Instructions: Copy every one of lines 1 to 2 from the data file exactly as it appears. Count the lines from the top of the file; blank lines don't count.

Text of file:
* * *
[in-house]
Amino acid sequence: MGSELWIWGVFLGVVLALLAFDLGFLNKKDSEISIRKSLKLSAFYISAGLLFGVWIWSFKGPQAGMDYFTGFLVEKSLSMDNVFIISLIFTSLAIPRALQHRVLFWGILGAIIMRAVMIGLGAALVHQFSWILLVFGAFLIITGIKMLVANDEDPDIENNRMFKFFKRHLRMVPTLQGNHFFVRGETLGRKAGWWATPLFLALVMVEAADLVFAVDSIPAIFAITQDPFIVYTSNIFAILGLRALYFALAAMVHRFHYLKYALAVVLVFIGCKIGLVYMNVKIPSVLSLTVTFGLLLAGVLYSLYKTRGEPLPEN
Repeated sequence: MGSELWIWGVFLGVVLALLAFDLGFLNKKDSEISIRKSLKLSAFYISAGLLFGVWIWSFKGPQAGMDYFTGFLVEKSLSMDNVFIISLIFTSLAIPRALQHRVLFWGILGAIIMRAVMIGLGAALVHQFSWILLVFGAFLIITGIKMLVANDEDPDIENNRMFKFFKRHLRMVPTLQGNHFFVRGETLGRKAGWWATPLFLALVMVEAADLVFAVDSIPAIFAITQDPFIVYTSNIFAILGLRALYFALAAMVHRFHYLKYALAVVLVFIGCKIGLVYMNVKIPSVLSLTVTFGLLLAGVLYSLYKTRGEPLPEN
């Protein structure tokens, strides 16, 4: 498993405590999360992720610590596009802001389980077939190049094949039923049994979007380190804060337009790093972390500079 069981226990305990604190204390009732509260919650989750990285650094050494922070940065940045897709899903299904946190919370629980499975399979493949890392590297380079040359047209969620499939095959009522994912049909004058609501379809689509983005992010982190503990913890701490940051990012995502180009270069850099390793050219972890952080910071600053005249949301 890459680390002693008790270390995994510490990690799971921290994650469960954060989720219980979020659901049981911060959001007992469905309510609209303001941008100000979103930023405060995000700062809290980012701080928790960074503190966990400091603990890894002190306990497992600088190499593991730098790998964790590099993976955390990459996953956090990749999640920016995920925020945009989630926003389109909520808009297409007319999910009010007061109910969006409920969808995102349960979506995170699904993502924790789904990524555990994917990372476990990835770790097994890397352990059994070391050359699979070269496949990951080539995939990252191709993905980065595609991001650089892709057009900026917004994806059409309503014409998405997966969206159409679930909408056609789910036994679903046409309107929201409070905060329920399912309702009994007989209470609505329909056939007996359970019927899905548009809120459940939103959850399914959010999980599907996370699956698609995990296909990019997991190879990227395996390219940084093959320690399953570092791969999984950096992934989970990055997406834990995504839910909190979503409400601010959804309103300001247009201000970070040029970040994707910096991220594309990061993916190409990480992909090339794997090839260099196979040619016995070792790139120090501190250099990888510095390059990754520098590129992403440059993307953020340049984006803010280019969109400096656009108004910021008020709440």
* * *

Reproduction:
[in-house]
Amino acid sequence: MGSELWIWGVFLGVVLALLAFDLGFLNKKDSEISIRKSLKLSAFYISAGLLFGVWIWSFKGPQAGMDYFTGFLVEKSLSMDNVFIISLIFTSLAIPRALQHRVLFWGILGAIIMRAVMIGLGAALVHQFSWILLVFGAFLIITGIKMLVANDEDPDIENNRMFKFFKRHLRMVPTLQGNHFFVRGETLGRKAGWWATPLFLALVMVEAADLVFAVDSIPAIFAITQDPFIVYTSNIFAILGLRALYFALAAMVHRFHYLKYALAVVLVFIGCKIGLVYMNVKIPSVLSLTVTFGLLLAGVLYSLYKTRGEPLPEN